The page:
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Panel Warns of 90,000 Possible US Flu Deaths

Many Americans are wondering what they can do to keep from getting the swine flu virus following Monday's announcement from President Barack Obama's science advisors, who say swine flu could infect half the U.S. population.

According to the President's Council of Advisors on Science and Technology, the H1N1 virus could cause an estimated 90,000 U.S. deaths and nearly two million hospitalizations, with up to 300,000 requiring critical care this fall and winter. That would be in addition to the thousands of deaths normally caused by the more common flu.

In the United States, 522 people have died of swine flu and Center for Disease Control Director Thomas Frieden warns the situation could get worse. "The next few weeks and months will be a very challenging time," he said.

Children and young adults are particularly susceptible to the virus. With millions of children returning to the classroom, schools are also bracing for the return of the new flu strain.

U.S. Health and Human Services Secretary Kathleen Sebelius says a massive school closing will not stop the spread of the flu. In an interview with NBC News, she says parents should begin taking steps to protect their children from the virus. "If you are a mom with a with a child with an underlying health condition, with asthma, with a neuromuscular disease, begin to talk to your doctor now about how to get anti-virals how to get prepared if your child has flu-like symptoms, because we know that is the population that is most at risk," she said.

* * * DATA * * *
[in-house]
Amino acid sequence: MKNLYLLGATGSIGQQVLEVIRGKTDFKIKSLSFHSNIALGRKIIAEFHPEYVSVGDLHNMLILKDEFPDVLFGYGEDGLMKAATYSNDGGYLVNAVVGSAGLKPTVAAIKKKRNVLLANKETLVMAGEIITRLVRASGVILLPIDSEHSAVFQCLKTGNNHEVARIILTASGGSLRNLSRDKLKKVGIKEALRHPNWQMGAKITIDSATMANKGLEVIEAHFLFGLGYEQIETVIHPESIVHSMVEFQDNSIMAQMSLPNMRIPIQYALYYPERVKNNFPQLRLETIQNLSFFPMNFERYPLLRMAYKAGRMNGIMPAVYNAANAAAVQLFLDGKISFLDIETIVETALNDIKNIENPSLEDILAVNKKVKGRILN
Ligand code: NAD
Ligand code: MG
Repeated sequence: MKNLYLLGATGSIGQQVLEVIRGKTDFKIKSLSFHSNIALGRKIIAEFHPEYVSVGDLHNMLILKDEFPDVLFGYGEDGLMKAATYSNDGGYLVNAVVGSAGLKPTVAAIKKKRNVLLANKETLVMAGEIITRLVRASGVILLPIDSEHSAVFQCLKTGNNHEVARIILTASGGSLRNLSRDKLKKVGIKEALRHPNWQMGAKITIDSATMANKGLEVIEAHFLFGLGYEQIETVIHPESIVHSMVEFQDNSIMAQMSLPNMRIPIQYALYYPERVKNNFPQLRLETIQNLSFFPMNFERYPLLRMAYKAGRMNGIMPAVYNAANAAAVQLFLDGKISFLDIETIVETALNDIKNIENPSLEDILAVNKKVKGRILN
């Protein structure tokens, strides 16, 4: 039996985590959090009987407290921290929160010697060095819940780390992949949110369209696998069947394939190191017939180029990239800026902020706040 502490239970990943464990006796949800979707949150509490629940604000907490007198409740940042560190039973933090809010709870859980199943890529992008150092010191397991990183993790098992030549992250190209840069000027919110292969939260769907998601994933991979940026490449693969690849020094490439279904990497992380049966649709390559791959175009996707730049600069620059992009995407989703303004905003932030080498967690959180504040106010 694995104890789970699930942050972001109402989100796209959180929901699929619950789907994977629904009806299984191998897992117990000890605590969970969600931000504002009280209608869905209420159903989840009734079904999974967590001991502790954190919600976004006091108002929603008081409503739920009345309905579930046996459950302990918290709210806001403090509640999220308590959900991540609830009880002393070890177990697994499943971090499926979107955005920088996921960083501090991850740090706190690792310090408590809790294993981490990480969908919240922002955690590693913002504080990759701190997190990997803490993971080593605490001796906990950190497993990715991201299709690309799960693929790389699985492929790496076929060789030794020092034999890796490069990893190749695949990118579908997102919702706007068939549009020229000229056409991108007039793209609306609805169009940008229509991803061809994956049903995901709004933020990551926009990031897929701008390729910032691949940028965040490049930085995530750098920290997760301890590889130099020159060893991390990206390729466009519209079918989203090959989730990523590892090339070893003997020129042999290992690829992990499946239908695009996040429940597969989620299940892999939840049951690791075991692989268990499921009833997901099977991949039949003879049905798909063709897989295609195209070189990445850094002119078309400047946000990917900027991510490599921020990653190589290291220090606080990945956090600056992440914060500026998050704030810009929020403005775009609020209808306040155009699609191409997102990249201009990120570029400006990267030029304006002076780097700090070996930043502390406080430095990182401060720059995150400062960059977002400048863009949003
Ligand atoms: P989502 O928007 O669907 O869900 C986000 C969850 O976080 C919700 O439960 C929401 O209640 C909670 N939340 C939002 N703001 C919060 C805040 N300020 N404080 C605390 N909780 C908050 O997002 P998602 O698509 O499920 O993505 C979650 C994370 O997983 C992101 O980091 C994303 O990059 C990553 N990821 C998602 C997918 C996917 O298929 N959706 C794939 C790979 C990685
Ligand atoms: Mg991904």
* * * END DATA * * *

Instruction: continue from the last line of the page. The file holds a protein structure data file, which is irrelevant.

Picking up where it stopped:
The health and human services secretary says the first supplies of the new swine flu vaccine should be available in October. She hopes a good portion of the population will be immunized by the end of November.

Until then, she is urging Americans to protect themselves against another virus - the "seasonal flu" that causes 30,000 to 40,000 deaths a year, particularly among the elderly. "Seasonal flu vaccine is ready starting in the beginning of September. We want the population that is most at risk to get their season shots now to be in a healthier condition," she said.

U.S. health officials say they hope people get more serious about their health and the impact of swine flu. A Washington Post/ABC News poll last week showed most Americans are not concerned about the virus.